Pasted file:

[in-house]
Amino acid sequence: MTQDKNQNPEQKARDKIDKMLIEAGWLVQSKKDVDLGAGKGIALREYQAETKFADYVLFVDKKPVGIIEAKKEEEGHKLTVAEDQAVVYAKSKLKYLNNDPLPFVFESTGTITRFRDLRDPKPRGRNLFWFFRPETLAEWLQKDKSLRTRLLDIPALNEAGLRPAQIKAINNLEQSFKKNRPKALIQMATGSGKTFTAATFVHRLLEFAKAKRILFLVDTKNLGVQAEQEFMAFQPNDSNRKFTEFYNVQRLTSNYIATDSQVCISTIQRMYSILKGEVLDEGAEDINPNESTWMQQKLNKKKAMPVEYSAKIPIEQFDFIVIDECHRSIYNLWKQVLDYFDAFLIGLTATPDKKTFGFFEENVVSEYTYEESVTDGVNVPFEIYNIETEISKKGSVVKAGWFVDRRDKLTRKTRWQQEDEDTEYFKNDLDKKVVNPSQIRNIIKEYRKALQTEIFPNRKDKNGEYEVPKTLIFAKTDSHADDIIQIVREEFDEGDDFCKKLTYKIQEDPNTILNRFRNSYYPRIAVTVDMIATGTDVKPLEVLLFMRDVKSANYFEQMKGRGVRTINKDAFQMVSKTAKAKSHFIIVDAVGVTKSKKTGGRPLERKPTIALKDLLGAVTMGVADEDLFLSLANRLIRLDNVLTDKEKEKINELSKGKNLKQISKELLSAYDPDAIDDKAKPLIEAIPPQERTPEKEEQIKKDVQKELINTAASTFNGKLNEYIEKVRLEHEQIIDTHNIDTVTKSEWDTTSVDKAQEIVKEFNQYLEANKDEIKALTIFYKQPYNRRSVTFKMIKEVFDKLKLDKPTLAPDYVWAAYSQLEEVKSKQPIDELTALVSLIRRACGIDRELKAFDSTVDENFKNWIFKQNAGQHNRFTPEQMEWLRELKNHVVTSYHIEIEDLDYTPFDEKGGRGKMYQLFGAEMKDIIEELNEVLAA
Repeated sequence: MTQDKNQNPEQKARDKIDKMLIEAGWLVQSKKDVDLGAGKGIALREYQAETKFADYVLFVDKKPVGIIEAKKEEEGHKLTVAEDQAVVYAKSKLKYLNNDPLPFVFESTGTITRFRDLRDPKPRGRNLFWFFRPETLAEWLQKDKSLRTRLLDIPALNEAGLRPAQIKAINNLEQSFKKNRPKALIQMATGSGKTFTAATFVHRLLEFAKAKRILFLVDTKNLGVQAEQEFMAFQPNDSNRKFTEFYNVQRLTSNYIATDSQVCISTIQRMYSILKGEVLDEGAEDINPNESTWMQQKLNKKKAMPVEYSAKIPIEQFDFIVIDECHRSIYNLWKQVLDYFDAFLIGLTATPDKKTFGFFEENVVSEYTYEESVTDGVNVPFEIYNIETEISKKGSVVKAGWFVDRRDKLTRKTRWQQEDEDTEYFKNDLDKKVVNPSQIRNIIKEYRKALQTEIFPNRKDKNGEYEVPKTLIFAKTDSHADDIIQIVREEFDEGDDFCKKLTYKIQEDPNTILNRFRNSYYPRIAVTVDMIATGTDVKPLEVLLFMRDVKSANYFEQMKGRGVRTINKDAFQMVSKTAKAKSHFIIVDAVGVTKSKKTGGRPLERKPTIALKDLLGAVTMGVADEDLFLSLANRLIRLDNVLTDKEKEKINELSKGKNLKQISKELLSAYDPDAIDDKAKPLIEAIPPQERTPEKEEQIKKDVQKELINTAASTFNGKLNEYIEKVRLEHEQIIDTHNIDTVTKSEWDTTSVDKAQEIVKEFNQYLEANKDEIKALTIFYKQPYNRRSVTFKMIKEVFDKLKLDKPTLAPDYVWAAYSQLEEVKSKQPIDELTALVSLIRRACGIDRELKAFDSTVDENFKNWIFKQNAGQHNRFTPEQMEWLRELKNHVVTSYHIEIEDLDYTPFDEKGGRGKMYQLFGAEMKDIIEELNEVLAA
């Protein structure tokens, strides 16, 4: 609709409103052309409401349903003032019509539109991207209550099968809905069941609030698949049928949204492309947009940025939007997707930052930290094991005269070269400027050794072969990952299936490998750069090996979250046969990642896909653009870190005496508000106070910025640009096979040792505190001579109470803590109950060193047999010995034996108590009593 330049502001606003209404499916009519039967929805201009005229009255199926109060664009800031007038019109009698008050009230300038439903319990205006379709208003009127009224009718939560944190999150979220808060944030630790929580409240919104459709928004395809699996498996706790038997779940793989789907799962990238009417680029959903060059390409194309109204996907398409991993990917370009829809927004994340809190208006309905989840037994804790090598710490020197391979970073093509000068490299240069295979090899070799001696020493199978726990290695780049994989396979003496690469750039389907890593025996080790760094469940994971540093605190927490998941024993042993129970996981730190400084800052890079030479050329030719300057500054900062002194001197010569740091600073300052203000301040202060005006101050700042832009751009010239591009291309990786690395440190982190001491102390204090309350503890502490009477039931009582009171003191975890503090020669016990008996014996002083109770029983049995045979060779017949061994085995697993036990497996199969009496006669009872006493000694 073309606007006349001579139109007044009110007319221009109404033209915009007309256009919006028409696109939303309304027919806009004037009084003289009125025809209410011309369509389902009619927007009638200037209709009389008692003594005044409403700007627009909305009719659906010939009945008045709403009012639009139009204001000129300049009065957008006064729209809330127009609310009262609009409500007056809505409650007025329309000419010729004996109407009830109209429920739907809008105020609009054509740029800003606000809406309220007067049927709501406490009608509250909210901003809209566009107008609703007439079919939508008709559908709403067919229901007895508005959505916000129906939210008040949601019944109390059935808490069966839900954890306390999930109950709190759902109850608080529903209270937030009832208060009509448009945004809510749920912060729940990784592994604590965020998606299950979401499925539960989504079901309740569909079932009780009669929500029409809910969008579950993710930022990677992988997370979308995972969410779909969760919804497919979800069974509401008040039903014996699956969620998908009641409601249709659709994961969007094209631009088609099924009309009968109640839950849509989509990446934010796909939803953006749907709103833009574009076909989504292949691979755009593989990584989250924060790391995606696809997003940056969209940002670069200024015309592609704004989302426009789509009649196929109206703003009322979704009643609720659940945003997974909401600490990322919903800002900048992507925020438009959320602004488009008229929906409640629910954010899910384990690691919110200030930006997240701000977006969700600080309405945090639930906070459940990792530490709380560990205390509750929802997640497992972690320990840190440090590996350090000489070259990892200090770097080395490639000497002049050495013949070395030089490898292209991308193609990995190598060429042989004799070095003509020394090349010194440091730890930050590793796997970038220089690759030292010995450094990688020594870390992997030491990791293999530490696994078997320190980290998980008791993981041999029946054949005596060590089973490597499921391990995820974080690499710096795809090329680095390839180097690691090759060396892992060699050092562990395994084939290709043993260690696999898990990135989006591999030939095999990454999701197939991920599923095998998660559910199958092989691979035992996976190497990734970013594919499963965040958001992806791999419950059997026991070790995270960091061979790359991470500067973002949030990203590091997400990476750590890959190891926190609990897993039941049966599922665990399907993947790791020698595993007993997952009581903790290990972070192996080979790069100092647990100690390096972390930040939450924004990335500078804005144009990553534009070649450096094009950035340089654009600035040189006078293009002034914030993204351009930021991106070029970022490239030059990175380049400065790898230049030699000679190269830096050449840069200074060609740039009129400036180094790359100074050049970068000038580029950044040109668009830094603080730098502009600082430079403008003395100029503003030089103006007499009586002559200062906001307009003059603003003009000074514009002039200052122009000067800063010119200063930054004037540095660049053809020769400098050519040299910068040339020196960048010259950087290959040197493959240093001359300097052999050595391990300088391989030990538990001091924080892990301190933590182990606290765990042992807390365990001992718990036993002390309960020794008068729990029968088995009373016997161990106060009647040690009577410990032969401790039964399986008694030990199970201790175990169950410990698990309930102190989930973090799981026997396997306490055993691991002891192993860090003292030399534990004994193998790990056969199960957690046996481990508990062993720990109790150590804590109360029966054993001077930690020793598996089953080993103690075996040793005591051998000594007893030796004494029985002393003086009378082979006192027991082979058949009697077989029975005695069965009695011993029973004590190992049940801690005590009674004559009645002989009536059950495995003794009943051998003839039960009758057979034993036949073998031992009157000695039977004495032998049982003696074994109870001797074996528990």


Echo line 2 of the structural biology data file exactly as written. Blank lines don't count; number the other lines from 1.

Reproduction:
Amino acid sequence: MTQDKNQNPEQKARDKIDKMLIEAGWLVQSKKDVDLGAGKGIALREYQAETKFADYVLFVDKKPVGIIEAKKEEEGHKLTVAEDQAVVYAKSKLKYLNNDPLPFVFESTGTITRFRDLRDPKPRGRNLFWFFRPETLAEWLQKDKSLRTRLLDIPALNEAGLRPAQIKAINNLEQSFKKNRPKALIQMATGSGKTFTAATFVHRLLEFAKAKRILFLVDTKNLGVQAEQEFMAFQPNDSNRKFTEFYNVQRLTSNYIATDSQVCISTIQRMYSILKGEVLDEGAEDINPNESTWMQQKLNKKKAMPVEYSAKIPIEQFDFIVIDECHRSIYNLWKQVLDYFDAFLIGLTATPDKKTFGFFEENVVSEYTYEESVTDGVNVPFEIYNIETEISKKGSVVKAGWFVDRRDKLTRKTRWQQEDEDTEYFKNDLDKKVVNPSQIRNIIKEYRKALQTEIFPNRKDKNGEYEVPKTLIFAKTDSHADDIIQIVREEFDEGDDFCKKLTYKIQEDPNTILNRFRNSYYPRIAVTVDMIATGTDVKPLEVLLFMRDVKSANYFEQMKGRGVRTINKDAFQMVSKTAKAKSHFIIVDAVGVTKSKKTGGRPLERKPTIALKDLLGAVTMGVADEDLFLSLANRLIRLDNVLTDKEKEKINELSKGKNLKQISKELLSAYDPDAIDDKAKPLIEAIPPQERTPEKEEQIKKDVQKELINTAASTFNGKLNEYIEKVRLEHEQIIDTHNIDTVTKSEWDTTSVDKAQEIVKEFNQYLEANKDEIKALTIFYKQPYNRRSVTFKMIKEVFDKLKLDKPTLAPDYVWAAYSQLEEVKSKQPIDELTALVSLIRRACGIDRELKAFDSTVDENFKNWIFKQNAGQHNRFTPEQMEWLRELKNHVVTSYHIEIEDLDYTPFDEKGGRGKMYQLFGAEMKDIIEELNEVLAA